A friend recently asked me how to invest in the Pickens Plan. I named a stock (see below).
He then surprised me by saying "You are the fifth person I’ve asked, and no one else knew how. Several said it could not be done."
You can invest in T. Boone Pickens’s plan. Here’s how:
T. Boone’s plan is both simple and audacious.
- We will build wind farms all over the Great Plains.
- Build the necessary transmission to get that electricity to cities, displacing natural gas used in electricity generation for the use in automobiles.
- This will give us an alternative, clean transportation fuel, to replace oil, which has peaked.
- It will also cause an economic revival for rural America.
There are investments available for you to profit from all of these steps (so long as they are more successful than is currently expected by the market.) Most of the links below are to articles about how the company fits into the clean energy picture.
1. Wind Farm Investments
To profit from the massive build out of wind farms, look no further than wind turbine manufacturers, and other wind related stocks.
- Among individual wind stocks, Zoltek (ZOLT) is currently looking relatively cheap because of a negative analyst report. If you believe T. Boone will pull it off, now is a probably a good buying opportunity.
- T. Boone is buying his turbines from a longtime favorite of this blog, General Electric (NYSE:GE).
- If you want to play wind without picking particular manufacturers or suppliers, try one of the new wind ETFs, FAN or PWND.
- Makers of power conversion devices to turn the the "wild AC" produced by wind turbines into more domesticated power should also benefit.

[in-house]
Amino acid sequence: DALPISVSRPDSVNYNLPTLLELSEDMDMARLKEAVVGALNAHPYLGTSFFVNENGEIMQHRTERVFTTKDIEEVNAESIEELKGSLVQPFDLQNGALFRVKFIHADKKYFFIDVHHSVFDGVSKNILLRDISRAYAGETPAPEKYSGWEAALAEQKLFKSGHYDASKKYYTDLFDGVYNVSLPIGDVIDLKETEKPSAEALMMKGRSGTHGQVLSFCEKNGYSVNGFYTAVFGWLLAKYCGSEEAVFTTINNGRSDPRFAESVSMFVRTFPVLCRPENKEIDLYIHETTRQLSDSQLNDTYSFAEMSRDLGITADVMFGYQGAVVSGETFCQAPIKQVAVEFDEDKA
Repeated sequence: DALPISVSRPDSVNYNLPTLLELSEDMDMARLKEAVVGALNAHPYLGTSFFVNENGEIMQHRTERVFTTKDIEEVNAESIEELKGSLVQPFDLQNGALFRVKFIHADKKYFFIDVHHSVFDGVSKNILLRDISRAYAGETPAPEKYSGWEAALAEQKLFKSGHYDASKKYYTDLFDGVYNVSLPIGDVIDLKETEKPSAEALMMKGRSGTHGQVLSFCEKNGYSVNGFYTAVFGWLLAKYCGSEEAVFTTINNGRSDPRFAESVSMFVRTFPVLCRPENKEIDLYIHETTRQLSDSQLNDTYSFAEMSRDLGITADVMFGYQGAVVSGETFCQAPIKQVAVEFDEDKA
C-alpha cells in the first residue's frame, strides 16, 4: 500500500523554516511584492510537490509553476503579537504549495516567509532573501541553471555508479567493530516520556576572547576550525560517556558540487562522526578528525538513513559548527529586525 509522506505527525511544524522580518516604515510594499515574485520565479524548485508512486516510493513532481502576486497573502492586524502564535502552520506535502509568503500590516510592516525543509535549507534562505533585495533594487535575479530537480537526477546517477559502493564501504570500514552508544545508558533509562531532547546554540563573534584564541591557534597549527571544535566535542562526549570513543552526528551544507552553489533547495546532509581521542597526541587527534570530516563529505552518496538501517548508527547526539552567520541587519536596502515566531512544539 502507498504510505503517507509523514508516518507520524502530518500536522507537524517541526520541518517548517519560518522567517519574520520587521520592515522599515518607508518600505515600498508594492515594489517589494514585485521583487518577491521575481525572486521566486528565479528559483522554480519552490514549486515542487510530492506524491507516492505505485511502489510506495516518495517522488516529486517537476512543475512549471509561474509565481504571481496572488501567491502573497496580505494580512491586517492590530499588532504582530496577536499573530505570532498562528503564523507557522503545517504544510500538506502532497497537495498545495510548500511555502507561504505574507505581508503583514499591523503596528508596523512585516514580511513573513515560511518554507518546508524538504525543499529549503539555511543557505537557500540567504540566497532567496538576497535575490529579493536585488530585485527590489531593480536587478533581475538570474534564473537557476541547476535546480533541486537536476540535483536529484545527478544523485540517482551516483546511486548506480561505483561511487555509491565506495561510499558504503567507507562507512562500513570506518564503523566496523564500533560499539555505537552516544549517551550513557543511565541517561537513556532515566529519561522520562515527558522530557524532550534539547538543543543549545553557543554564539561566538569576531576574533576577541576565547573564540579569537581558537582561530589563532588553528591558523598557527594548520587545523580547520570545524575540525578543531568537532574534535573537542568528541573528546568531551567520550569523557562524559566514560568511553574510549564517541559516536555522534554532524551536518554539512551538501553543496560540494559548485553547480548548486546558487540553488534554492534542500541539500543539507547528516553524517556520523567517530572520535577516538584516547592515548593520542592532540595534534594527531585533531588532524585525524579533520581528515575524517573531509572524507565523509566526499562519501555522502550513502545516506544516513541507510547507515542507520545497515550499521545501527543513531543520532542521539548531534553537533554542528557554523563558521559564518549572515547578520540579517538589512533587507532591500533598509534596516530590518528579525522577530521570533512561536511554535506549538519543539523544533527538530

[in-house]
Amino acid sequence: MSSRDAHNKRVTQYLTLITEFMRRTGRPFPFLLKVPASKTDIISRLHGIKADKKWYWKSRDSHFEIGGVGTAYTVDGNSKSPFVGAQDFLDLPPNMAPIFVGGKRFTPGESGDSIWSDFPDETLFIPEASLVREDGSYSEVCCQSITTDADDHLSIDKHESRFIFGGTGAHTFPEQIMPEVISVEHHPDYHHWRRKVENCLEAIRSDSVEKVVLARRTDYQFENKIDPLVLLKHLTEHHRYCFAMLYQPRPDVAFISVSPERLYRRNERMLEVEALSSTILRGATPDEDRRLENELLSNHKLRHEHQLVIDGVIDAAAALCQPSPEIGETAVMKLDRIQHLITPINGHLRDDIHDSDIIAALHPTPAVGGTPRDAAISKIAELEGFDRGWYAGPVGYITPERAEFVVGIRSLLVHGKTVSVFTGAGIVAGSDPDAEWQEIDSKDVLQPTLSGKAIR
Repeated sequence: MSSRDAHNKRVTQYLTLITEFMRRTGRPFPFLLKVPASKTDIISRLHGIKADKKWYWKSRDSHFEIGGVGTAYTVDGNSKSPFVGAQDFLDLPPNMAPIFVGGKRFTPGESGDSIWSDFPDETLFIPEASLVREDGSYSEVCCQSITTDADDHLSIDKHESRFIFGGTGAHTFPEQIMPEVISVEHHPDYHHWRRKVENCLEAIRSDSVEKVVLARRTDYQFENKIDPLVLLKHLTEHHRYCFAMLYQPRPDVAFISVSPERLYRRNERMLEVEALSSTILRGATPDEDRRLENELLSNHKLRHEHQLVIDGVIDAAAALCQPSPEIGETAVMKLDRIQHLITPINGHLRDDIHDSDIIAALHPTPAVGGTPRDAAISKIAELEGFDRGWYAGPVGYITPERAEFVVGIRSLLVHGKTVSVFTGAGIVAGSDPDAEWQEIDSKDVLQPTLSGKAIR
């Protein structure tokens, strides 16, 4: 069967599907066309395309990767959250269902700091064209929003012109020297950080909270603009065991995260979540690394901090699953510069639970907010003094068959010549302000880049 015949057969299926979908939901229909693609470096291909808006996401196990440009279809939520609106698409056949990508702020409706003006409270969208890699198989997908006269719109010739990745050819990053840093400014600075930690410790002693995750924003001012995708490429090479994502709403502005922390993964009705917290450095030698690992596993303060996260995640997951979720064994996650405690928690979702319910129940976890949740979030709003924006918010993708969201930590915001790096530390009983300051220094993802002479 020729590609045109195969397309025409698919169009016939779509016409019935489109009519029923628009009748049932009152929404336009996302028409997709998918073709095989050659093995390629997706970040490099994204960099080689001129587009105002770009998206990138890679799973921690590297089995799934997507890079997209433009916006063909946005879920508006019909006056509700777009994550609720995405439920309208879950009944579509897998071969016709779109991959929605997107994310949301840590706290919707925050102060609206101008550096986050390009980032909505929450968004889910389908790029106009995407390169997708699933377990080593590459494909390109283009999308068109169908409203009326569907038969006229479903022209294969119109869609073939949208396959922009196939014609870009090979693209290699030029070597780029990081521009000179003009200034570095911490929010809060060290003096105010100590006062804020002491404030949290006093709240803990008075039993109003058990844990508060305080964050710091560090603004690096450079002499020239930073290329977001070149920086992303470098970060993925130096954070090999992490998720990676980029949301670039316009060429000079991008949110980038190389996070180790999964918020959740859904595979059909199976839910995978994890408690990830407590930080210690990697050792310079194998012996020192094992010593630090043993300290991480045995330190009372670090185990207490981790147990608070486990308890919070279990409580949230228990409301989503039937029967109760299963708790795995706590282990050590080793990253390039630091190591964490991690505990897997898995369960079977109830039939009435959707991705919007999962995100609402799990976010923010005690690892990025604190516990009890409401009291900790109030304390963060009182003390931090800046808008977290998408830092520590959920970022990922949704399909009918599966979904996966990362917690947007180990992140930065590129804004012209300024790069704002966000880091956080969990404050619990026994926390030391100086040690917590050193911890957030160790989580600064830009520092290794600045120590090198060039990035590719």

2. Transmission Investments
We’ve been pushing transmission investments at this blog for a long time. It’s nice to have an oilman hop on our bandwagon. Here are some of our top picks.
- Long distance transmission from the Great Plains to coastal cities could be most efficiently accomplished with new high voltage DC (HVDC) lines. Leaders in HVDC are the ABB Group (NYSE:ABB) and Siemens (NYSE:SI).
- A more speculative play, Composite Technology Corporation (CPTC.OB), has technology not only for a superior transmission cable, but also for an innovative wind turbine.
- Other interesting ways to play transmission are ITC Group (NYSE:ITC) a Midwestern transmission-only utility, and two I highlighted in February, National Grid (NYSE:NGG) and Quanta Services (NYSE:PWR).
3. Natural Gas
- The most direct investment in the Plan is natural gas fueling stations. Clean Energy Fuels (NASD:CLNE), operates fueling stations for natural gas fleets, as well as providing fueling stations to the public. T. Boone owns about 37% of the company personally, serves on the board, and founded the predecessor company in 1997. His wife owns another 7%. Although he just recently hit the media with it, T Boone has been thinking about peak oil for a long time. (This is the stock I told my friend about.)
4. Rural Resurgence
- Massive wind investment should be good for real estate values in rural towns in windy areas, mainly the great plains. You don’t have to buy the land that the wind farm is on to benefit; the economic revival should help land values in towns nearby, too. The workers have to live, eat, shop, and sleep somewhere, and county tax rolls will benefit, leading to improved public services.
- Another way to play the same trend would be to invest in a Midwestern REIT, such as Investors Real Estate Trust (NASD:IRET). While this should profit by an improving Midwestern economy, I’d prefer a REIT with a rural focus, but have been unable to find one.
- Insulation. Pickens dismisses insulating homes as "too slow." I’d guess his real problem is that he has no way to profit from insulation on a large scale, so he’s not going to waste his money and time promoting it. But you can profit from insulating homes, which not only will save natural gas used in heating, but is usually an excellent investment for the homeowner. About 21% of US natural gas is goes to residential uses, nearly as much as is used in electricity generation. To invest in insulating homes, Owens Corning (NYSE:OC) is a good bet. Another home efficiency improvement is a ground source heat pump. Waterfurnace Renewable Energy (WFFIF.PK) sells extremely efficient ground source heat pumps, which can displace gas used for heating with a smaller amount of electricity from wind.